Northeast Ohio isn’t exactly a hotbed of abstract art.
Quite the opposite, and that’s a cause of chagrin and dismay among the practitioners of this most recent of art styles. Those who work in the abstract mode say there are few in our area who truly understand and appreciate what they do, even among those who run upscale art galleries.
We are rich in art schools, however, and they continue to make the effort to reveal what it is about abstract art that’s so worthwhile and fascinating.
The Kent State University School of Art Galleries is exhibiting American Abstract Artists: A Selection and Abstract Painting in Northeast Ohio. The first consists of 23 works by 19 artists who participated in the 75th anniversary American Abstract Artists exhibit in 2011. These artists were asked to submit five to six images each, from which co-curators Scott Olson and Gianna Commito assembled the show.
The second was curated by Martin Ball, KSU associate professor of art, to accompany the first exhibit and to show, according to Ball, “the diversity and strengths of abstract painting in Northeast Ohio.”
American Abstract Artists is on display at the School of Art Gallery through Nov. 22. Abstract Painting in Northeast Ohio is on view through Saturday at school’s Downtown Gallery, 141 E. Main St., Kent.
Ball said in curating Abstract Painting in Northeast Ohio, he “also wanted to show generational spread, from established artists, such as Oberlin’s John Pearson — who has been exhibiting nationally and internationally for more than 50 years — to younger, emerging painters, such as Cleveland artist Dana Oldfather.”
The artists featured in Abstract Painting in Northeast Ohio are Commito, Mark Keffer, Steve McCallum, Erik Neff, Oldfather, Olson, Lorri Ott and Pearson.
In American Abstract Artists: A Selection are works by Susan Bonfils, Marvin Brown, Gail Gregg, Daniel G. Hill, Gilbert Hsiao, James Juszczyk, Cecily Kahn, Marthe Keller, Irene Lawrence, David Mackenzie, Manfred Mohr, Judith Murray, Raquel Rabinovich, David Reed, Edward Shalala, Vera Vasek, Merrill Wagner, Stephen Westfall and Nola Zirin.
Ball is a member of American Abstract Artists and participated in the celebrated collective’s American Abstract Artists International: 75th Anniversary. It is a democratic, artist-run organization founded in 1936 in New York City to promote and foster understanding of abstract and nonobjective art. It has produced more than 120 exhibitions across the United States and abroad. Its programs have established the organization as a major forum for the exchange of ideas and exhibiting abstract art.
Nothing helps to understand abstract art as much as being an artist; almost any artist of whatever stripe can relate to the focus of an abstract artist, which tends to stress, but isn’t limited to, the formal elements of art itself.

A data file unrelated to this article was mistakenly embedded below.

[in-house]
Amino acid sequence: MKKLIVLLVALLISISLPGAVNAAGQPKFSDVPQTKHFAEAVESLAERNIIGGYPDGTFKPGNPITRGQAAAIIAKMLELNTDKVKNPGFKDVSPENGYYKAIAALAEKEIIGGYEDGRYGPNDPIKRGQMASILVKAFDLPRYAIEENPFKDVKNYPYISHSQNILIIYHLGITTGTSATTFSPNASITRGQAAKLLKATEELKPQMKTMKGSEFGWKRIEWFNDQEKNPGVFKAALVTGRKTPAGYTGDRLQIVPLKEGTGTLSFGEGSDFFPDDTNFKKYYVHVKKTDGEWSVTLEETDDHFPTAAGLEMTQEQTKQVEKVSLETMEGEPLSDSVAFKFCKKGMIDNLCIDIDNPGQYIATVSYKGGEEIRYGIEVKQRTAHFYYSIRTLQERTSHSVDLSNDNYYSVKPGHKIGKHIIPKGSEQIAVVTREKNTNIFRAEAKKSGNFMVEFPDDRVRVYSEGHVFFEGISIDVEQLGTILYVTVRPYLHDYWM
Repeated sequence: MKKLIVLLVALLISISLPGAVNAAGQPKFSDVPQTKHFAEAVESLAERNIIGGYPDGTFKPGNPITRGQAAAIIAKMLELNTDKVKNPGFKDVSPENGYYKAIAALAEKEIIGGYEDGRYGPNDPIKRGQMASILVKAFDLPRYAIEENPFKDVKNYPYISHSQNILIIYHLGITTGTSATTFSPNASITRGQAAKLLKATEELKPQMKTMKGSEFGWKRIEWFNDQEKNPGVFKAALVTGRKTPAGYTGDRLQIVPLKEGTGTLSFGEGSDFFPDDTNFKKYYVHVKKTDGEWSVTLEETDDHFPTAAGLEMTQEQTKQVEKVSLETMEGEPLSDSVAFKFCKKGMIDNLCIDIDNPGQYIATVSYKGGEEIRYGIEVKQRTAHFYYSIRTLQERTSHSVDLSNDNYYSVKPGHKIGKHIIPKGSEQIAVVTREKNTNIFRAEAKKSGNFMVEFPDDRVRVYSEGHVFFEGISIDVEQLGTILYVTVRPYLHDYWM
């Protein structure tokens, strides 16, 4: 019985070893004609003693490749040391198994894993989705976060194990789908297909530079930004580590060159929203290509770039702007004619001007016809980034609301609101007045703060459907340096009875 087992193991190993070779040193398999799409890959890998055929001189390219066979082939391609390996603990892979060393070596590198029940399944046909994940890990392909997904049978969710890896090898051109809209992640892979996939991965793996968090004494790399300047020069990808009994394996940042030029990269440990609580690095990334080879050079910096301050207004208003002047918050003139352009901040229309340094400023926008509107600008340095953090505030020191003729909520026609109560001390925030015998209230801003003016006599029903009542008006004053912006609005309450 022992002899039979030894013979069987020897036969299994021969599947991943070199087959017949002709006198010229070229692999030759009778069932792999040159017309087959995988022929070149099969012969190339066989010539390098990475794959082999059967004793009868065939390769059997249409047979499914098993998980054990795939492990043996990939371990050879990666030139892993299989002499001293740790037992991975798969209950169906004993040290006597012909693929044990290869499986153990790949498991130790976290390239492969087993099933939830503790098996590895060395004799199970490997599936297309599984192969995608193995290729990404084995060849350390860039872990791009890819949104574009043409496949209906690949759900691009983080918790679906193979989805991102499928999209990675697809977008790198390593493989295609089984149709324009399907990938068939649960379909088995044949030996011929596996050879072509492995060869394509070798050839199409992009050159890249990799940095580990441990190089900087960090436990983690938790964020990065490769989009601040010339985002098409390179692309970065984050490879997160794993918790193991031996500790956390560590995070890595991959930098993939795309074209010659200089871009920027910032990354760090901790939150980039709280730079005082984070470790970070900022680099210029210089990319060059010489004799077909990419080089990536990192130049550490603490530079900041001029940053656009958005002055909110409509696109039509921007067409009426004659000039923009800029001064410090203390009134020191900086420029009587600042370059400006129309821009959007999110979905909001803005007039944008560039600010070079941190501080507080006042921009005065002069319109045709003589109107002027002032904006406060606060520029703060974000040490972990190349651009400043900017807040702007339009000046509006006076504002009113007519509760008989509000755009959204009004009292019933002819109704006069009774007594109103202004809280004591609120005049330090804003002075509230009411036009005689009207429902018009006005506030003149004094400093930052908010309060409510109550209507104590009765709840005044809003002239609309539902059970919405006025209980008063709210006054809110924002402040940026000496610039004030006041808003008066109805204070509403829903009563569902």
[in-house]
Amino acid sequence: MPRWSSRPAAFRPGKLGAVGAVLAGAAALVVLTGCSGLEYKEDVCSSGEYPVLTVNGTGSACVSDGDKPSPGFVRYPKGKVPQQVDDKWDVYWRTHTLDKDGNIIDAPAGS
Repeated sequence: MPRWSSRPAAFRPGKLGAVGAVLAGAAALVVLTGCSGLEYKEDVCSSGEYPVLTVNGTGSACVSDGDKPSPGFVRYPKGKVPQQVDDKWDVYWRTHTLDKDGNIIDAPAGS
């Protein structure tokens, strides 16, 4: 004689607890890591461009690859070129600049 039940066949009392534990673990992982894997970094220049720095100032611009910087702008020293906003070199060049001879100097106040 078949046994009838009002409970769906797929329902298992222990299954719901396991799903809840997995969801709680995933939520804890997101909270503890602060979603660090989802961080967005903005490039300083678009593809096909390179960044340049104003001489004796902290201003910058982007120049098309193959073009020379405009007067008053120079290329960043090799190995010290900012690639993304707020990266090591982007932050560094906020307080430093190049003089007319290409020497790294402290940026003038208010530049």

Thus we see in Gilbert Hsiao’s Slide an electrifying and delightful investigation of the optical effects of converging lines, and in Merrill Wagner’s 6 Brands of Naples Yellow, we have a Neo-Dadaist investigation of weights, measures and materials, à la Marcel Duchamp’s Tout Fait, in which he visually proved that not all foot-long rulers are equal. In this case, Wagner demonstrates that not all paint is what it purports to be, especially the last color, which looks, to my eye at least, more yellow ochre than Naples yellow.
In David Reed’s Color Study #41-2, the oil and alkyd composition on illustration board sparkles like a Bach partita, and like it consists of the exploration of a certain key in successive tones, by itself and altered by white, the high-to-low keyed range of a certain red and green, each of which can be seen in successive overlapping layers, as though they’re reflections being viewed through glass.
Ott, until recently an adjunct professor of art at both Kent State University School of Art and the Cleveland Institute of Art, explores the serendipity and vagaries of dissimilar materials, in this case plastic resin poured over a geometric abstraction painted in pretty pastel hues. She often paints off-canvas as well, creating polymorphic shapes by pouring polymer resins over loosely aligned compositions and briefly manipulating the form.
Oldfather says on her website that she tries to give form and weight to ephemeral things, such as love, discovery, rage or liberation. “I examine the transitory nature of comfort, power, security, and how they intersect,” she writes. “Reacting to the startling juxtaposition of the natural and man-made world that we move through each day, I am drawn to the combination of wild and tamed, sweet and dangerous, solid and ephemeral, full and empty, agricultural and architectural.”
Her work contains surrealistic elements, with stairs going nowhere, except perhaps into incomplete architectural structures, and wirelike armatures supporting nothing save amorphous shapes and spaces. We are reminded not so much of ephemera as anxiety dreams and their seemingly endless warrens of blind passages and Escherlike escalators.
Abstract art is best appreciated when we approach it with a bit of knowledge, but that needn’t always be the case.
The works in these two shows can be appreciated for their unique, sometimes ironic, often ebullient expressions and ideas, ruminations and observations. In that, they are like music, literature and dance: they have something to say. We just have to be willing to receive the message.
Dorothy Shinn writes about art and architecture for the Akron Beacon Journal. Send information to her at the Akron Beacon Journal, P.O. Box 640, Akron, OH 44309-0640 or firstname.lastname@example.org.